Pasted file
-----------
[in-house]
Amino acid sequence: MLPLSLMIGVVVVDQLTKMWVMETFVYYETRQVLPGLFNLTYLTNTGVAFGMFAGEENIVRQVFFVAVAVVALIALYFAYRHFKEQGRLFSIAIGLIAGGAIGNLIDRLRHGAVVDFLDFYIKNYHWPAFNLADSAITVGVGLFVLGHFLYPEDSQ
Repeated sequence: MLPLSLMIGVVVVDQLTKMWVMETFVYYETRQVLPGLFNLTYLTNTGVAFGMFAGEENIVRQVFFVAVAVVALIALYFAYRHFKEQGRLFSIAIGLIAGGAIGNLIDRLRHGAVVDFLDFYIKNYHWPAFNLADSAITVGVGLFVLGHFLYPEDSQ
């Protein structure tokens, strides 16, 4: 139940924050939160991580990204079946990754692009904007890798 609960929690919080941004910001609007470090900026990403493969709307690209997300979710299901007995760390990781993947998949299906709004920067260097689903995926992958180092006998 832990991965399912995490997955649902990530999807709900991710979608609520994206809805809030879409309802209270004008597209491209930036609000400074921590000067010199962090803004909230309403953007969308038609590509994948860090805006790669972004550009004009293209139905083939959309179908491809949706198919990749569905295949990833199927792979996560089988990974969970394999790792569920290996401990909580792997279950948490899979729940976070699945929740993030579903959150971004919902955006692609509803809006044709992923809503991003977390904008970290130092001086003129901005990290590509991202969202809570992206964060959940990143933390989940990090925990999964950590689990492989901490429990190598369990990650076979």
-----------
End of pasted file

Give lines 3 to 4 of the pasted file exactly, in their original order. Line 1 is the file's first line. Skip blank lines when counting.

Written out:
Repeated sequence: MLPLSLMIGVVVVDQLTKMWVMETFVYYETRQVLPGLFNLTYLTNTGVAFGMFAGEENIVRQVFFVAVAVVALIALYFAYRHFKEQGRLFSIAIGLIAGGAIGNLIDRLRHGAVVDFLDFYIKNYHWPAFNLADSAITVGVGLFVLGHFLYPEDSQ
């Protein structure tokens, strides 16, 4: 139940924050939160991580990204079946990754692009904007890798 609960929690919080941004910001609007470090900026990403493969709307690209997300979710299901007995760390990781993947998949299906709004920067260097689903995926992958180092006998 832990991965399912995490997955649902990530999807709900991710979608609520994206809805809030879409309802209270004008597209491209930036609000400074921590000067010199962090803004909230309403953007969308038609590509994948860090805006790669972004550009004009293209139905083939959309179908491809949706198919990749569905295949990833199927792979996560089988990974969970394999790792569920290996401990909580792997279950948490899979729940976070699945929740993030579903959150971004919902955006692609509803809006044709992923809503991003977390904008970290130092001086003129901005990290590509991202969202809570992206964060959940990143933390989940990090925990999964950590689990492989901490429990190598369990990650076979």